HOWTO Configure remote desktop sessions on Linux

HOWTO Configure remote desktop sessions on Linux

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Contents

The X Window System

Linux / Unix

On Linux / Unix, the X Window System already offers remote graphical access. In other words, the software can run on a different machine than the desktop display. For Microsoft Windows users, this may seem a bit strange but it is quite normal on Unix systems.

The current version of X Window, X11, uses a client/server architecture. At first it may seem that X11 has got the names wrong:

  • Your local workstation is called the "X Server"
  • The big machine in the server room is called the "X Client"

Actually, these names are quite correct: remember that a server waits for connections (from a client), while a client initiates connections (to a server).

It is the same with X11: the X Server offers display services, and waits for X Clients that wish to use these services.

Some well-known X Clients are:

  • xterm
  • xeyes
  • firefox

What about other platforms?

If you run Linux or Unix (for example Mac OS X) on your workstation, you should already have an X11 server.

On other platforms, most notably MS Windows, you will need to install your own X Server. Commercial and free software exists, for example:

Alternatively, the X11 protocol can be translated into something else that is more easily understood (VNC), or performs better on slow networks (NX).

Option A: Setting the DISPLAY variable

The simplest and least secure form uses the DISPLAY environment variable:

 bigmachine$ export DISPLAY=workstation.example.local
 bigmachine$ xterm &

If all is well, you should see an xterm window appearing on your workstation. In practice, you may need to permit access to your X Server using the "xhost" command:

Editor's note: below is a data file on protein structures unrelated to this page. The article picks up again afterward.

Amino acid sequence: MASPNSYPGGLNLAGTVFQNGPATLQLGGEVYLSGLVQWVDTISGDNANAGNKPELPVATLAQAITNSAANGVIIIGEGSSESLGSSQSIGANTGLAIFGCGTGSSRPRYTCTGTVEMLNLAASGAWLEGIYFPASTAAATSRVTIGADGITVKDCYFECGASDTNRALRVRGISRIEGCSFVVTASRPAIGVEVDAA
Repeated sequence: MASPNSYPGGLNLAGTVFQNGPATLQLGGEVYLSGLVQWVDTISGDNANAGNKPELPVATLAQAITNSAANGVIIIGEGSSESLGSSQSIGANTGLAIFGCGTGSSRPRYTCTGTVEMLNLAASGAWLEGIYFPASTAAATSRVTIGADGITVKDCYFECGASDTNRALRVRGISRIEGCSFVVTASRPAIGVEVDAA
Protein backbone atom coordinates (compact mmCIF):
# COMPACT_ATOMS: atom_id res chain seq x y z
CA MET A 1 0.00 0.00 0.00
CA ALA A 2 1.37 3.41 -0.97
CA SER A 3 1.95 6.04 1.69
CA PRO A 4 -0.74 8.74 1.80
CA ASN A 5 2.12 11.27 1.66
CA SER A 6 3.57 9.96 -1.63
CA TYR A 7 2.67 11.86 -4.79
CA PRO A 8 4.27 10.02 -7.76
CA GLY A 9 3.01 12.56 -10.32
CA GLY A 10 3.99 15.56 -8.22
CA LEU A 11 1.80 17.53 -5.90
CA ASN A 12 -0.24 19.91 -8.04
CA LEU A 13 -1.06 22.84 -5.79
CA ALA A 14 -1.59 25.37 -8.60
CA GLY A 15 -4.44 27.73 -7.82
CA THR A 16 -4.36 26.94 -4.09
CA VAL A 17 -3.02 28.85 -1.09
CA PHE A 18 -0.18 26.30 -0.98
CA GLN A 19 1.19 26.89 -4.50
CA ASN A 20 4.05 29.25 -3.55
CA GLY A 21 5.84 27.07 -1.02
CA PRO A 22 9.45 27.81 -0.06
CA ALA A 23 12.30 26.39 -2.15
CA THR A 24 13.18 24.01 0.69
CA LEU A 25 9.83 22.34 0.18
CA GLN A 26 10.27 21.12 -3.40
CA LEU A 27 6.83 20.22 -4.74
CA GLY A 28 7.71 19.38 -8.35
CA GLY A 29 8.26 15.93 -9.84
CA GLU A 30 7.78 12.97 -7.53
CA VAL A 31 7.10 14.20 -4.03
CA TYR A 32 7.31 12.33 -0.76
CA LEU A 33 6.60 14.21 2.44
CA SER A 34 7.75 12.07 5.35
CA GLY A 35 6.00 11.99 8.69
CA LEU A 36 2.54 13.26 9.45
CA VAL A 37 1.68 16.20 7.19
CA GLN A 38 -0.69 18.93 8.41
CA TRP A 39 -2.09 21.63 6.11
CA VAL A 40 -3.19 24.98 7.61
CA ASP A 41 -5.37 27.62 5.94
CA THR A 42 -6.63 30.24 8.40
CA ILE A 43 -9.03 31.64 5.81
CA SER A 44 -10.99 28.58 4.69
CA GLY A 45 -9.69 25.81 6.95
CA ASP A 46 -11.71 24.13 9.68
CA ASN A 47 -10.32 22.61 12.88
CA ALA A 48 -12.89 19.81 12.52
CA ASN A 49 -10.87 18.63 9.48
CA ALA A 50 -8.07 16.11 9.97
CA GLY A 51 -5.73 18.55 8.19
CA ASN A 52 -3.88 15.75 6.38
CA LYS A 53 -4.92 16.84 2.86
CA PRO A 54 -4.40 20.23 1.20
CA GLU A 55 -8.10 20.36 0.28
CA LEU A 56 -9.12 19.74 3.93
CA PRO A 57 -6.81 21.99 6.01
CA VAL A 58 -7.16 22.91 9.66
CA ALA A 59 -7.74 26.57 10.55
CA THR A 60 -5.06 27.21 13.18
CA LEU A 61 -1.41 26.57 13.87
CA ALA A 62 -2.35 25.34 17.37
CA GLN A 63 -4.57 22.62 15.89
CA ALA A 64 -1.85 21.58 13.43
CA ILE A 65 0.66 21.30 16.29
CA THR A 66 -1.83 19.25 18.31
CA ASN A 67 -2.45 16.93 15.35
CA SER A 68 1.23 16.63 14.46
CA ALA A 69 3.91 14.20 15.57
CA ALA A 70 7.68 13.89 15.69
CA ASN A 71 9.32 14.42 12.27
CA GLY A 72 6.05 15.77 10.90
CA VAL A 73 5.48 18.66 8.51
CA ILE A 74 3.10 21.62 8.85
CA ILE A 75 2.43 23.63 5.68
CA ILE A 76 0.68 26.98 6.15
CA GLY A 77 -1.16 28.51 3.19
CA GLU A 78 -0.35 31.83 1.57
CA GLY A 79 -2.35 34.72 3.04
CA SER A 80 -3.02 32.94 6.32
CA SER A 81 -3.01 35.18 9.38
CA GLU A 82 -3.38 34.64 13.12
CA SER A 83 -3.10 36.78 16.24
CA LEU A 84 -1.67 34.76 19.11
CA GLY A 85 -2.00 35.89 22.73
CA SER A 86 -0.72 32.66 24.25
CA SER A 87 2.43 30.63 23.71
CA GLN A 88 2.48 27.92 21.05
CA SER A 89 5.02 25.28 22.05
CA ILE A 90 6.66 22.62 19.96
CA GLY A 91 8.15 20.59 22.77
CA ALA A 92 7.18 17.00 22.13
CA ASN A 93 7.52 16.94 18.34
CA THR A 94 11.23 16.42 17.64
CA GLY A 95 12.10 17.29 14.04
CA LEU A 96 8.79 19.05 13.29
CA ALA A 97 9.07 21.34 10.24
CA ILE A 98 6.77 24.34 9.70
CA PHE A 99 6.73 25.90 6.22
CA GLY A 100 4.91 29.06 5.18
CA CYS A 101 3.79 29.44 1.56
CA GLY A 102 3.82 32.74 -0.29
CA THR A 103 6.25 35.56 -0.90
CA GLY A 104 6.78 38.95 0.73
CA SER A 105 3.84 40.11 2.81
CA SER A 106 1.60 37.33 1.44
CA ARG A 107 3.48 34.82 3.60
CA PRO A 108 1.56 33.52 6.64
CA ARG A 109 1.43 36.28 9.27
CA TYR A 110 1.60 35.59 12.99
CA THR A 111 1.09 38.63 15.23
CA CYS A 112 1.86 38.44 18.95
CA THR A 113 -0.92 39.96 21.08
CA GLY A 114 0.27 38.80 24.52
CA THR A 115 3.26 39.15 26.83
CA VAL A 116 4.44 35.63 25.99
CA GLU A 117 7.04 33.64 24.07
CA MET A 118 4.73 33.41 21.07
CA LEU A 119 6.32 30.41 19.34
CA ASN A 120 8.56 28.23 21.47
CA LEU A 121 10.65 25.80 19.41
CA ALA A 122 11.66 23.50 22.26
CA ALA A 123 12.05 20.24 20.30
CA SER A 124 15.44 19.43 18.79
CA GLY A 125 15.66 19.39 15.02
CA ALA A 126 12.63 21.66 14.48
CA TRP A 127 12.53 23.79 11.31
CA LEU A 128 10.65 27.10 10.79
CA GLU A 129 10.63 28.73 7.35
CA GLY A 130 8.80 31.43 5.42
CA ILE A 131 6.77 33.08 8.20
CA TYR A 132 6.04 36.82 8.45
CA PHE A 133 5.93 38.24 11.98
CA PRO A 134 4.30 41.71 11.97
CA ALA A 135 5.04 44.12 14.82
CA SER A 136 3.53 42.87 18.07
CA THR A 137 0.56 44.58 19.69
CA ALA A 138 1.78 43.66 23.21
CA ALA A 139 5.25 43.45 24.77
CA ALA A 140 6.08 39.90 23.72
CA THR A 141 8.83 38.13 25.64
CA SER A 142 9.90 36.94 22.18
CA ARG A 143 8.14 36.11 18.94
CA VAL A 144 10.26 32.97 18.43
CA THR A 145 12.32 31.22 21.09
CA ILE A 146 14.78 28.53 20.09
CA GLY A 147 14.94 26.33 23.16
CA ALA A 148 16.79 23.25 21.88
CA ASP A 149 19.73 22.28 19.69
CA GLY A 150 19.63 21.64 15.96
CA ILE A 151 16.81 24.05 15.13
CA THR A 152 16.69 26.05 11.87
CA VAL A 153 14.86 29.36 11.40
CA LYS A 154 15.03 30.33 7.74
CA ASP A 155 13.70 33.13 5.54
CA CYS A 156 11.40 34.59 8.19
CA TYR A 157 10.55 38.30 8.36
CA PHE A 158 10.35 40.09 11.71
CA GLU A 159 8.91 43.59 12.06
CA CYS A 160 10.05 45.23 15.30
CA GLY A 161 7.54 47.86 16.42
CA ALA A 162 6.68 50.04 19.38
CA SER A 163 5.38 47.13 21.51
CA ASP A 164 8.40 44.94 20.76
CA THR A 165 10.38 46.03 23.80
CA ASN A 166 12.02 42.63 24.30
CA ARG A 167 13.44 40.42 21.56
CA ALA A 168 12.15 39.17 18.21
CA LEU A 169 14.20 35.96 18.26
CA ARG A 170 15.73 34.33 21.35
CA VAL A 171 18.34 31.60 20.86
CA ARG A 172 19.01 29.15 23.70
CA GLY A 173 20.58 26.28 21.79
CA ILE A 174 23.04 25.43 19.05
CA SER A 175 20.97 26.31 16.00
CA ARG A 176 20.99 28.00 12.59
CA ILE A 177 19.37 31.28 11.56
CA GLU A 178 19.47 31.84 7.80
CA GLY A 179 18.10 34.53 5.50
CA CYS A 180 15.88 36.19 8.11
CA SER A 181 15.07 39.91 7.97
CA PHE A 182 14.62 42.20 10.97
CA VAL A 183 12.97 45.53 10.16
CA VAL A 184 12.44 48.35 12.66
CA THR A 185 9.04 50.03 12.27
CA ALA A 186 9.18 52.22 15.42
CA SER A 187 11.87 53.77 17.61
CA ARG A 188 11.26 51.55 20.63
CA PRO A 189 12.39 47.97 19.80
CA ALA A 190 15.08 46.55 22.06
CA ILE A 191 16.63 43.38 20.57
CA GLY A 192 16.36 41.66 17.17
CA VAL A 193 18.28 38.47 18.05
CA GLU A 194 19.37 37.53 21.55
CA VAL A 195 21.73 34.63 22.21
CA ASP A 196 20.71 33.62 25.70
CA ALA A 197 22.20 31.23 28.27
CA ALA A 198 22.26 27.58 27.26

workstation$ xhost +bigmachine.example.local

Discussion

This configuration is still used quite extensively, mainly in enterprise environments. The disadvantages are:

  • Unencrypted X11 traffic on the network, passwords can be snooped
  • Complicated login-scripts are needed to set the DISPLAY variable, depending on your current workstation
  • Inefficient use of bandwidth; mainly a concern over slower WAN links

Option B:Secure Shell X11 Forwarding

A greatly improved configuration uses SSH, or Secure Shell, to set up an encrypted tunnel for all X11 traffic.

 workstation$ ssh -X bigmachine.example.local
 bigmachine$ xterm &

As you can see, no more messing about with DISPLAY variables - this is all handled by Secure Shell. The DISPLAY variable is still used, but it is automatically set by SSH. Usually, you will find that DISPLAY is set at localhost:10.0 or something similar.

Note: Do NOT set the DISPLAY variable yourself - or you may inadvertently bypass the secure X11 tunnel!

Discussion

This configuration has several advantages over the "DIY DISPLAY" approach above.

  • All X11 traffic is encrypted through the Secure Shell tunnel
  • No more login-scripts with complicated DISPLAY variable magic

It may also improve performance slightly, as SSH normally compresses data before transmission.

Option C: VNC Server

Virtual Network Computing is a a GUI sharing system that uses the Remote Frame Buffer (RFB) protocol to remotely control another computer. Clients are available on most popular computer platforms, including Linux, Mac OS X and MS Windows.

The protocol is not encrypted, and should be used only with an SSH tunnel or VPN connection.

For more information, please read: HOWTO Configure VNC Server on RHEL5 / CentOS 5.

Option D: NX Server

Nomachine NX offers X11 compression that is quite usable even on low-bandwidth, high-latency network connections.

Several implementations exist, both commercial and Open Source.

For more information, please read: HOWTO Configure NX Server on RHEL5 / CentOS 5.

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